The openness of the royal couple’s love has given courage to many,” said bishop Kari Veiteberg at the celebratory worship service in Oslo’s cathedral on Wednesday.
On the day 50 years ago when King Harald and Queen Sonja gave each other their “yes” in Oslo Cathedral, the couple celebrated with a service where there were traditional hymns and brand new songs and modern dance on the program.
Bishop Kari Veiteberg thanked the royal pair in his speech to the full church.
“All sports enthusiasts know what gold means. But this journey of love stretches even further back.Sonja was for nine years a girlfriend in secret,’’ Veitberg said. The king said that it would barely be possible to marry Sonja, and the Queen has also told her how difficult this period of their lives was.
Thank you for telling the people about the match. There are many who strive, many who have to wait, many who live in secret and who must fight for acceptance.That the royal pair held out gives courage and strength,’’ said the bishop.
Old,new and thank you
The palace and cathedral had chosen hymns that were sung during the wedding 50 years ago,during the ceremony in Nidaros Cathedral in 1991, and during the 70th birthday anniversary of the King.It was spiced with touches that were presented for the first time.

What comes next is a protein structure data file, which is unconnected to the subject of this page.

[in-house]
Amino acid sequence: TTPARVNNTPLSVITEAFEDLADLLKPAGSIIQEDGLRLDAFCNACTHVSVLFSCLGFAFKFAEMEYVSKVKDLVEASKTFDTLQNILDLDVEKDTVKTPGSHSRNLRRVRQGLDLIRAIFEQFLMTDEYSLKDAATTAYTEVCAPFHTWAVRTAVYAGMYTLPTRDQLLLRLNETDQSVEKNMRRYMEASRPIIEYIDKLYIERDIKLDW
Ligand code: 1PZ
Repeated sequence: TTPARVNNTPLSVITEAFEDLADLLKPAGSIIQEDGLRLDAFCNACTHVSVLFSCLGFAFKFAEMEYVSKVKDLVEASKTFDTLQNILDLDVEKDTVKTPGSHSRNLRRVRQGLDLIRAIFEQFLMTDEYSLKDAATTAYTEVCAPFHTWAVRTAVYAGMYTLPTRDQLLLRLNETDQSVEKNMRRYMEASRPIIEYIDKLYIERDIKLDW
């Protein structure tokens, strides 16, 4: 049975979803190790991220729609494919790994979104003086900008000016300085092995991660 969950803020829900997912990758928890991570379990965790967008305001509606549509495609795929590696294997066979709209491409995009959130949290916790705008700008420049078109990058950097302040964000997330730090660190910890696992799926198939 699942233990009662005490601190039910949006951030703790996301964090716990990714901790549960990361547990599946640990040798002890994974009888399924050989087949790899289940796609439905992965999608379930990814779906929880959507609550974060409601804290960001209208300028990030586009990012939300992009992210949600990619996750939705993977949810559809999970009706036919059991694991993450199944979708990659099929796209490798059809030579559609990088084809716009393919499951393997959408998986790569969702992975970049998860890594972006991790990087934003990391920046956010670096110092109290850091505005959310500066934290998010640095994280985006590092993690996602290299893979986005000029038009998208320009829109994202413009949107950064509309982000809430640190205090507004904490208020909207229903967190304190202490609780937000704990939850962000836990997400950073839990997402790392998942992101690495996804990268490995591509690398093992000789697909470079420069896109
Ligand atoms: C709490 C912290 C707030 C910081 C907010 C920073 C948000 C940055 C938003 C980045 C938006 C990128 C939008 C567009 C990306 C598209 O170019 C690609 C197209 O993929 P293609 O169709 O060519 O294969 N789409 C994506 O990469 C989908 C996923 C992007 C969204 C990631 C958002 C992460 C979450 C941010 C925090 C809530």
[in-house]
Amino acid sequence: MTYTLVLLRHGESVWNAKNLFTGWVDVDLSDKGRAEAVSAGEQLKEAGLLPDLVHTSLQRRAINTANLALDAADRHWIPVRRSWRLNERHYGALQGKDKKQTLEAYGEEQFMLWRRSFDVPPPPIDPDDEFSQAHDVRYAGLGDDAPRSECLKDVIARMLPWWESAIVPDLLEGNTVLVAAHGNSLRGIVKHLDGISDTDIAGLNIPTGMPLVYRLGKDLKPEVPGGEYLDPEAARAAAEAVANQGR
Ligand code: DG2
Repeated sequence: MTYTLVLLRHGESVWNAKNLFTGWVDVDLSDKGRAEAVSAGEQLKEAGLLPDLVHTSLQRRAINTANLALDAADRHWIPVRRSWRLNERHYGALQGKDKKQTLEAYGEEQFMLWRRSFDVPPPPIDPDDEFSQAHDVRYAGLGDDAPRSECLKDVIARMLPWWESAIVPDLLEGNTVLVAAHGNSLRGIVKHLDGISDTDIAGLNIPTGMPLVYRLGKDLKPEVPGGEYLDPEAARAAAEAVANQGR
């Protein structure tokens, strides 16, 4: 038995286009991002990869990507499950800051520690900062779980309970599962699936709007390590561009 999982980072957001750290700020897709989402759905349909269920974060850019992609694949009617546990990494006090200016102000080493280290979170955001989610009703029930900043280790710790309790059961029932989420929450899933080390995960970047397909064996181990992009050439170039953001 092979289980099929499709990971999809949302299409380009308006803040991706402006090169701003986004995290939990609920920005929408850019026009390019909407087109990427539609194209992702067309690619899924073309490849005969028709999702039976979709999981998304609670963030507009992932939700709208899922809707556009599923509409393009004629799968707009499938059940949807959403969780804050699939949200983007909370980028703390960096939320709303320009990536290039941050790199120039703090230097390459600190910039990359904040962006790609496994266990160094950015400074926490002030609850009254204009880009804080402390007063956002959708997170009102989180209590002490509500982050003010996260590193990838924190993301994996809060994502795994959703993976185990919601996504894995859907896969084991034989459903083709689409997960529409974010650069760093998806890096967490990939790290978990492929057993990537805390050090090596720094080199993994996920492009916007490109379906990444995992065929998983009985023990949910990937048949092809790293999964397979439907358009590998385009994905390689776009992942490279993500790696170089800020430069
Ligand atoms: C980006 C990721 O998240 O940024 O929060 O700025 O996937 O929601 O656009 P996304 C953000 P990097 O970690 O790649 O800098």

The bishop concluded that “thanks” was a thread through the hymns and verses – which were read by, among others, Märtha Louise and the grandchildren Ingrid Alexandra and Maud Angelica.
The bishop also said words on what she thinks we can thank the royal pair for. Not least the king’s words after the terrorist attacks in 2011, when he said that as a father, grandfather and spouse, he could only feel some of the pain the families felt – and that he, as the king of the country, felt as others did.
‘’Many felt comforted. Thank you,’’ Bishop Veiteberg said.
The bishop also drew attention to Harald’s description of himself as a ‘sports idiot’, while Sonja is drawn to nature and art. That way, they complement each other and show that diversity can be a resource.
‘’The family probably do not agree on everything. But we see they stand together, and we hear that they talk to each other,” said Veiteberg.
Many congregated along Karl Johans gate as the royal couple drove to and from the cathedral and the castle in the same open car as they used for their wedding anniversary – a Lincoln Continental from 1966 with registration number A-5.
Inside the cathedral, government members and other representatives from official Norway were in company with 200 ordinary citizens. They had gained a place after the “first come first served” principle, with 4,500 people applying.
The day ended with a private dinner for the royals at the castle.
© NTB scanpix / #Norway Today